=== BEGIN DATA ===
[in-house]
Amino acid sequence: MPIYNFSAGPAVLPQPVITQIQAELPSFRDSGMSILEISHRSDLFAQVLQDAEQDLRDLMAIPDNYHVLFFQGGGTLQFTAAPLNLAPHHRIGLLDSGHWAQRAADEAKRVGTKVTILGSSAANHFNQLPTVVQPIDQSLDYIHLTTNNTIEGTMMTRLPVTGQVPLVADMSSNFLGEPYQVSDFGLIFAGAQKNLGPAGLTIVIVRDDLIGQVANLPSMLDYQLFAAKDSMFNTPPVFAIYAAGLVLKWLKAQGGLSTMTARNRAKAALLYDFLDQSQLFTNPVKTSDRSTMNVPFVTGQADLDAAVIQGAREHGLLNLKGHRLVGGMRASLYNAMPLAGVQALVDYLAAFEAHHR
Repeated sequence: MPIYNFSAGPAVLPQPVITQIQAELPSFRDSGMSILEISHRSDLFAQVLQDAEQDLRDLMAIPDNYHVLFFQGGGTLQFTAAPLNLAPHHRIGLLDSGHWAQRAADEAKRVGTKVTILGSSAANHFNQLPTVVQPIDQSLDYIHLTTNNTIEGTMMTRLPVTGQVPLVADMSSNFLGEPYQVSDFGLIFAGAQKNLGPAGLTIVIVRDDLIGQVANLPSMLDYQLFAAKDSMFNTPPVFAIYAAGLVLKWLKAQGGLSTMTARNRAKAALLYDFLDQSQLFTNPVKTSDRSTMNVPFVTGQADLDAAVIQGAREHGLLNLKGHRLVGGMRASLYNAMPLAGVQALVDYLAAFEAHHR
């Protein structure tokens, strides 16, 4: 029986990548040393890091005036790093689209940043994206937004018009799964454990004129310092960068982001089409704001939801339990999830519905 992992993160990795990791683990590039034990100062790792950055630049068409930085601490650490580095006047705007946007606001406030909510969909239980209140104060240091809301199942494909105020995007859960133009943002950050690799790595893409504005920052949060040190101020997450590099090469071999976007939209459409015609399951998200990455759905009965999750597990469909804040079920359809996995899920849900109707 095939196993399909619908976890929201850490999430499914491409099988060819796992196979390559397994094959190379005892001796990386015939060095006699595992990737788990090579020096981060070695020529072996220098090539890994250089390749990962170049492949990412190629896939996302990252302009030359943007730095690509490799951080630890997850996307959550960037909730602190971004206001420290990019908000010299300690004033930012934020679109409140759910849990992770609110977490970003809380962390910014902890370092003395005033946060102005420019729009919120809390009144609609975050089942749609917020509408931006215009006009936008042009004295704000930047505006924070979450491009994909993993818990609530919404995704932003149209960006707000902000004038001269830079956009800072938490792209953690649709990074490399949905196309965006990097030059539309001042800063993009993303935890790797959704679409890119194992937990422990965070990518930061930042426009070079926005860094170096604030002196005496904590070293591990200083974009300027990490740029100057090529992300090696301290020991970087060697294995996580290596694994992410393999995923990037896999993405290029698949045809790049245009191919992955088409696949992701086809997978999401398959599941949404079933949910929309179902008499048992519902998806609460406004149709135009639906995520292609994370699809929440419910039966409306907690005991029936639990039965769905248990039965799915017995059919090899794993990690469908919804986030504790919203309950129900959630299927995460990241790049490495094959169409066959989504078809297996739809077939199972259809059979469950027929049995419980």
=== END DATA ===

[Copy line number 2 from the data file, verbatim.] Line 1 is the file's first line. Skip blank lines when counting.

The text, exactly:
Amino acid sequence: MPIYNFSAGPAVLPQPVITQIQAELPSFRDSGMSILEISHRSDLFAQVLQDAEQDLRDLMAIPDNYHVLFFQGGGTLQFTAAPLNLAPHHRIGLLDSGHWAQRAADEAKRVGTKVTILGSSAANHFNQLPTVVQPIDQSLDYIHLTTNNTIEGTMMTRLPVTGQVPLVADMSSNFLGEPYQVSDFGLIFAGAQKNLGPAGLTIVIVRDDLIGQVANLPSMLDYQLFAAKDSMFNTPPVFAIYAAGLVLKWLKAQGGLSTMTARNRAKAALLYDFLDQSQLFTNPVKTSDRSTMNVPFVTGQADLDAAVIQGAREHGLLNLKGHRLVGGMRASLYNAMPLAGVQALVDYLAAFEAHHR